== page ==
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The Quinnipiac Chronicle

The Student News Site of Quinnipiac University

The Quinnipiac Chronicle

The Student News Site of Quinnipiac University

The Quinnipiac Chronicle

That “Venice” Bitch

Reporting by Tim Powers and Mahlet Sugebo

Lana Del Rey has released two new end-of-the-summer jams called “Mariners Apartment Complex” and “Venice Bitch.” This signals the release of her upcoming album titled “Norman Fucking Rockwell,” expected to be released in early 2019. This album comes two years after the Grammy-nominated album, “Lust for Life.”

[media-credit name=”Thomas hawk/ flickr creative commons” align=”alignright” width=”300″][/media-credit]The “Video Games” singer’s new album seems to be a nod to the sounds on her 2014 psychedelic album, “Ultraviolence.” As opposed to the baroque pop sounds on “Born to Die” and “Lust for Life,” this album might feature a more rock and psychedelic technique. Through the new songs, we can see Del Rey experimenting sonically, but we still see her signature retro persona. 

Her retro style certainly does not appeal to every taste, with some saying that it’s a record-label creation. But some might argue, including Del Rey herself, that this is simply her personality and her choice of how she presents her art. Her style of music does not have to appear in everyone’s playlist, but that’s often seen as Del Rey’s point; to appeal, only, to a certain demographic.

“Venice Bitch” runs almost 10 minutes long, becoming the longest song in the singer’s catalogue. Del Rey experiments with the sounds of an electric guitar throughout, sounds never before heard in her music. Del Rey starts off the song with a bad bitch attitude saying “fresh out of fucks forever.” She goes on to rhyme “ice cream” with “ice queen,” signaling her signature cold-girl swagger she often gives off in her songs. The song’s lyrics are poetic, but not flashy. With a minimalistic sonic approach, she lets the lyrics and the melody speak for themselves.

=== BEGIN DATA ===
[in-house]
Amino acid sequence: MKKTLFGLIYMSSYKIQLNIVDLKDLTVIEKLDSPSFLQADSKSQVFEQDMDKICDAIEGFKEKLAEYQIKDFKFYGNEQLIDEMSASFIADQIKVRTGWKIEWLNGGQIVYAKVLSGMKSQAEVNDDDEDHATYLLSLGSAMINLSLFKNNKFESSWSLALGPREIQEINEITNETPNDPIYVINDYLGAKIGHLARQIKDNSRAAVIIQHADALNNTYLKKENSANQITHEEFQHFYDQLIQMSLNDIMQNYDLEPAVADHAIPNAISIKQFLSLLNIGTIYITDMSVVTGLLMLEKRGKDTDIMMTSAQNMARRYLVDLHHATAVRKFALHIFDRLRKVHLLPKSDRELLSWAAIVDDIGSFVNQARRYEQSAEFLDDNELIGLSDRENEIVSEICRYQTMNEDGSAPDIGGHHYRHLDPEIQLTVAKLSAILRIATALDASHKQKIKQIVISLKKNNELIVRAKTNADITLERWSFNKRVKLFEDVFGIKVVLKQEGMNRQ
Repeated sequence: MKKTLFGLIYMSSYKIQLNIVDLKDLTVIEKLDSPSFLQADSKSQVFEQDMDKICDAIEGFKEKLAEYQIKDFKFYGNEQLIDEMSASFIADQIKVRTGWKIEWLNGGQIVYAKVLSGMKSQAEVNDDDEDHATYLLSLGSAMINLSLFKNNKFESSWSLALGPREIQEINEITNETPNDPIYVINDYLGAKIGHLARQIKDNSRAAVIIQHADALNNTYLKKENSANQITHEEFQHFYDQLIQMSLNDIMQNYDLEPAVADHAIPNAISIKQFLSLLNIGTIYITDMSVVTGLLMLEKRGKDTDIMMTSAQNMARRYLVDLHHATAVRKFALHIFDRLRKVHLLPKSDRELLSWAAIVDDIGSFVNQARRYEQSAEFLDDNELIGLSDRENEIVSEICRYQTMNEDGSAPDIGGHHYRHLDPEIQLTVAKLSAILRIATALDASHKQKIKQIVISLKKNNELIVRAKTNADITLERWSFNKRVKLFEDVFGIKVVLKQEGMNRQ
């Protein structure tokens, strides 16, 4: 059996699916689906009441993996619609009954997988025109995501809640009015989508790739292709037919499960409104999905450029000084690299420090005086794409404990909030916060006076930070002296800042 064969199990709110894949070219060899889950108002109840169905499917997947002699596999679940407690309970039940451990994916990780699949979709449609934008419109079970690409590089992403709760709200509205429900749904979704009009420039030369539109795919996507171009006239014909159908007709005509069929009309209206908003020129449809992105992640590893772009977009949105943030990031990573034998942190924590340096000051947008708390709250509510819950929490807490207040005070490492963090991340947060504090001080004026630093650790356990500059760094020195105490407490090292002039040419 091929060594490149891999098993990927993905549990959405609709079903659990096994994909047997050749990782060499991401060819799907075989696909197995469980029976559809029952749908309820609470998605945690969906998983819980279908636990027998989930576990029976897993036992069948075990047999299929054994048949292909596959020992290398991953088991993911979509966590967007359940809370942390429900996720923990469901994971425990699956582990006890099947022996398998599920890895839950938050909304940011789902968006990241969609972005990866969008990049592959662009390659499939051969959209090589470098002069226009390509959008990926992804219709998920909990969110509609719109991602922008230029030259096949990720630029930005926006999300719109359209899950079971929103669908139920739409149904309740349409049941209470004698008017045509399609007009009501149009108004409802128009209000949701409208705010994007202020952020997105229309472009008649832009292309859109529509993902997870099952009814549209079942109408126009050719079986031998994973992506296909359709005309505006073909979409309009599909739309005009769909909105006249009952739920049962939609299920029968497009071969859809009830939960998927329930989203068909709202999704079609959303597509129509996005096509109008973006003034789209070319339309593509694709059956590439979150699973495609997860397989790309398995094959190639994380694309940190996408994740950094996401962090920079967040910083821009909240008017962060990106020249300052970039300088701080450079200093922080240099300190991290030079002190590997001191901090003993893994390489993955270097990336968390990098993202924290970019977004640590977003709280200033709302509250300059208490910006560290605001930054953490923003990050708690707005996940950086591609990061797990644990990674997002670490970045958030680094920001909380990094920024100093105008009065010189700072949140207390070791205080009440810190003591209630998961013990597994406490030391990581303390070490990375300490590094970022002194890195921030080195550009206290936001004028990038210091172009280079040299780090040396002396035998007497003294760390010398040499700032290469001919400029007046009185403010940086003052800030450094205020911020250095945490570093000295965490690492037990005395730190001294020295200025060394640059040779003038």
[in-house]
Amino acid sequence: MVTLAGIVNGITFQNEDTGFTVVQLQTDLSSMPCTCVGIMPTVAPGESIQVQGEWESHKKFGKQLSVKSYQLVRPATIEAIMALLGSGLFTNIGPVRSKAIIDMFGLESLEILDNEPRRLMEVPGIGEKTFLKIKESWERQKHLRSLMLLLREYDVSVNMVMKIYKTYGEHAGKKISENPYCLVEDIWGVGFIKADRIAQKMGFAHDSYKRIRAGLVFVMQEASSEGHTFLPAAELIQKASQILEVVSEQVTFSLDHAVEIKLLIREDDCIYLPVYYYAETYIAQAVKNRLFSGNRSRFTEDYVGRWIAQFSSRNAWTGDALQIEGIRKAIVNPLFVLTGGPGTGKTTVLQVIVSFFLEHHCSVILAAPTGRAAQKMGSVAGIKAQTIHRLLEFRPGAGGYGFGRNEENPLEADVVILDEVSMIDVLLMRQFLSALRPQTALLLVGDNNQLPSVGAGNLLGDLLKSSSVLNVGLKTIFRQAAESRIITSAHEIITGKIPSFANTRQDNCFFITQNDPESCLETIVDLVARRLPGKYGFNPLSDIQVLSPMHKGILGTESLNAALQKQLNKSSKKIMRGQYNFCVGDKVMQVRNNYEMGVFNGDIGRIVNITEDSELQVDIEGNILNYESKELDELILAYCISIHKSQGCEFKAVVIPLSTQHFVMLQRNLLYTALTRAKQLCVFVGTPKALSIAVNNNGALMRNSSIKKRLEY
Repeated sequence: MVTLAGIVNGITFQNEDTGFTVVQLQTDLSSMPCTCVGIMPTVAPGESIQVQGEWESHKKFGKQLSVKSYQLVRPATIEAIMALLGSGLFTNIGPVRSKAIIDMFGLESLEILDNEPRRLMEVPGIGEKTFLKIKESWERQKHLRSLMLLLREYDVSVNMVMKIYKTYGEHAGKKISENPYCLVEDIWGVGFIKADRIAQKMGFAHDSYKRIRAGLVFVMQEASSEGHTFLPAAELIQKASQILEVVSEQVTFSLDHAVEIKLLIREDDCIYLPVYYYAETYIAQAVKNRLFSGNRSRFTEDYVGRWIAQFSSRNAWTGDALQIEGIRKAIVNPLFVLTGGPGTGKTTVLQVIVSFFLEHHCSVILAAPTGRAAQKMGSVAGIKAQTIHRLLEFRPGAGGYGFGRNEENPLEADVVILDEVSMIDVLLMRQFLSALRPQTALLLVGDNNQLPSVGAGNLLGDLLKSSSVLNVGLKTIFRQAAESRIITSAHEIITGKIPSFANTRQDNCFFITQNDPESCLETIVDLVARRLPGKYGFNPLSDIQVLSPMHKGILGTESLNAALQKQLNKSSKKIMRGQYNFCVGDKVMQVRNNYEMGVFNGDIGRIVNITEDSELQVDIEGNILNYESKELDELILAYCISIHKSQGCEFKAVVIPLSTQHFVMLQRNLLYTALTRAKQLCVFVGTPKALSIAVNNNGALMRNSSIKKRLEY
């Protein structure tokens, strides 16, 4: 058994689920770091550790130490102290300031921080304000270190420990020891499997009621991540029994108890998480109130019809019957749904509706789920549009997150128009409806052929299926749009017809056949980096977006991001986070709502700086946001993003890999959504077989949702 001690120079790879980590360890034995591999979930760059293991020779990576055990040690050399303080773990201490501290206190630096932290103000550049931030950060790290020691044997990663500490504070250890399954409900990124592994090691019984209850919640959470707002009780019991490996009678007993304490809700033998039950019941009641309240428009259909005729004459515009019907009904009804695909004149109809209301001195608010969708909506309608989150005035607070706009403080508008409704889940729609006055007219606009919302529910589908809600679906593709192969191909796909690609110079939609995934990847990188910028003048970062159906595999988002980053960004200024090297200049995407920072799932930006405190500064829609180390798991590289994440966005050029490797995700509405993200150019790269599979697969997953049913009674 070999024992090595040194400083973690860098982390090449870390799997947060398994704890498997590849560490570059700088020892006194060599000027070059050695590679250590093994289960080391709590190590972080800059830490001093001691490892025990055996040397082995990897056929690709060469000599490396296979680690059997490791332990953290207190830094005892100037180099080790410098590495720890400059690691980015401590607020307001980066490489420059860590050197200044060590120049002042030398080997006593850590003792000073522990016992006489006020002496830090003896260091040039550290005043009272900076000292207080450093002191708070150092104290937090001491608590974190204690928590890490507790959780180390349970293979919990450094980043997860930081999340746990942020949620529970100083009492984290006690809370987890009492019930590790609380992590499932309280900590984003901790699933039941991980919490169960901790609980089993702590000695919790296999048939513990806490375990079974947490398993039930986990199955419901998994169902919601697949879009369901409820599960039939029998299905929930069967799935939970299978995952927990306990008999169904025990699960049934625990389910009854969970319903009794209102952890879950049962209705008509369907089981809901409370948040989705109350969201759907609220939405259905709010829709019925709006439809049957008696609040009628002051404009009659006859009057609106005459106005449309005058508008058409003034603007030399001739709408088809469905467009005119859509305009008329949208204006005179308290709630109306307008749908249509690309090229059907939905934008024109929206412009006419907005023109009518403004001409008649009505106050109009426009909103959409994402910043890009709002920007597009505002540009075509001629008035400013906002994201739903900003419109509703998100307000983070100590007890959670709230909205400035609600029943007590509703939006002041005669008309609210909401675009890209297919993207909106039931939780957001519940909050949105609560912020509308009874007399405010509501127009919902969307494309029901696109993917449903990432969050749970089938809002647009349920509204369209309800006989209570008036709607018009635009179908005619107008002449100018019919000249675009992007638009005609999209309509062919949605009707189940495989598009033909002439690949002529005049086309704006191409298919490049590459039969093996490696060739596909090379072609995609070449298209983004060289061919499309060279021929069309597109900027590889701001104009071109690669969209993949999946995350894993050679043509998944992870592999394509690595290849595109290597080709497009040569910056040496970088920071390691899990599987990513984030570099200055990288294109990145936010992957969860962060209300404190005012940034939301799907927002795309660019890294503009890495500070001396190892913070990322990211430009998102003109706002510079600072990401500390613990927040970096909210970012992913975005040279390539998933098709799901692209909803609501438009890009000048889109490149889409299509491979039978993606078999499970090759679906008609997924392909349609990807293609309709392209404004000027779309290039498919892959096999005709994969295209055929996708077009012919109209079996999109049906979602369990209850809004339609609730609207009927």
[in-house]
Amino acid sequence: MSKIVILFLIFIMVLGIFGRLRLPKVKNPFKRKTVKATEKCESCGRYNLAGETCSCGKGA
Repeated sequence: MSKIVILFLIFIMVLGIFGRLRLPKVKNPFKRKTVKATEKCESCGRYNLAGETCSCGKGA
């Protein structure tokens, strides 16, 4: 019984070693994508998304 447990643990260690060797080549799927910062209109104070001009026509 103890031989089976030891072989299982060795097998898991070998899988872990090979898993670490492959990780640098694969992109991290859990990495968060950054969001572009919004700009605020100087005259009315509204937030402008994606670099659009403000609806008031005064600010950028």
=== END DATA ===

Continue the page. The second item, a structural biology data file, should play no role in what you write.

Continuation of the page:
Del Rey tells the story, to Zane Lowe of Beats 1 Radio, about showing the song to her managers saying, “I played it for my managers and I was like, ‘Yeah I think this is the single I want to put out,’ and they were like it’s 10 minutes long. Are you kidding me? It’s called ‘Venice Bitch.’ Like why do you do this to us? Can you make a three minute normal pop song? I was like well, end of summer, some people just wanna drive around for 10 minutes get lost in some electric guitar.'”

However, “Mariners Apartment Complex,” the second song released, has a shorter run time, coming in at four minutes. It also has a more somber atmosphere. The song alludes to her newfound strength in herself. In the line, “That people can change, that you don’t have to leave her. When everyone’s talking, you can make a stand.” She is possibly alluding to the beginning of her career. She faced a lot of criticism for her style and the integrity of her art. Del Rey said that despite the criticism, her true fans have stuck by her and her career has since flourished past the girl we saw in her mainstream debut.

Del Rey discussed the inspiration behind the title of her new album to Zane Lowe in an interview. “So the title track is called ‘’Norman Fucking Rockwell’ and it’s kind of about this guy who is such a genius artist but he thinks he’s the shit and he knows it and he like won’t shut up talking about it,” Del Rey said in an interview with Zane Lowe of Beats 1 Radio.

Del Rey also acknowledged the help of her producer Jack Antonoff in the creation of the album’s concept. “Working with Jack, I was in a little bit of a lighter mood because he was so funny,” Del Rey said in the interview. In addition to Del Rey, Antonoff has worked with pop heavyweights such as Taylor Swift and Lorde. Reciviving much acclaim for those productions, as well as acclaim for his work in the band “F.U.N.”

Quinnipiac students had a wide range of responses. When asking students about Del Rey, many shared their previous experiences with the singer. Responses ranged from positive to negative.

“I have always liked Lana Del Rey’s way with lyrics, using few words to express her feelings,” freshman nursing major Margaret Lynch said. “I really liked (“Venice Bitch”). It had more of an acoustic feel to it because of the guitar in the beginning which made it very relaxing and easy to listen to.”

Some complained of the song’s extensive runtime. 

 “There is absolutely no reason why a song should be ten minutes long,” freshman physical therapy major Gillian Scott said.w

It’s safe to say that there are a lot of expectations riding on Del Rey’s shoulders to deliver the true artistry that she has embodied before. With Del Rey, we never know if her new work will lead to a controversy or a Grammy-nominated number one album. We’ll have to wait and see.

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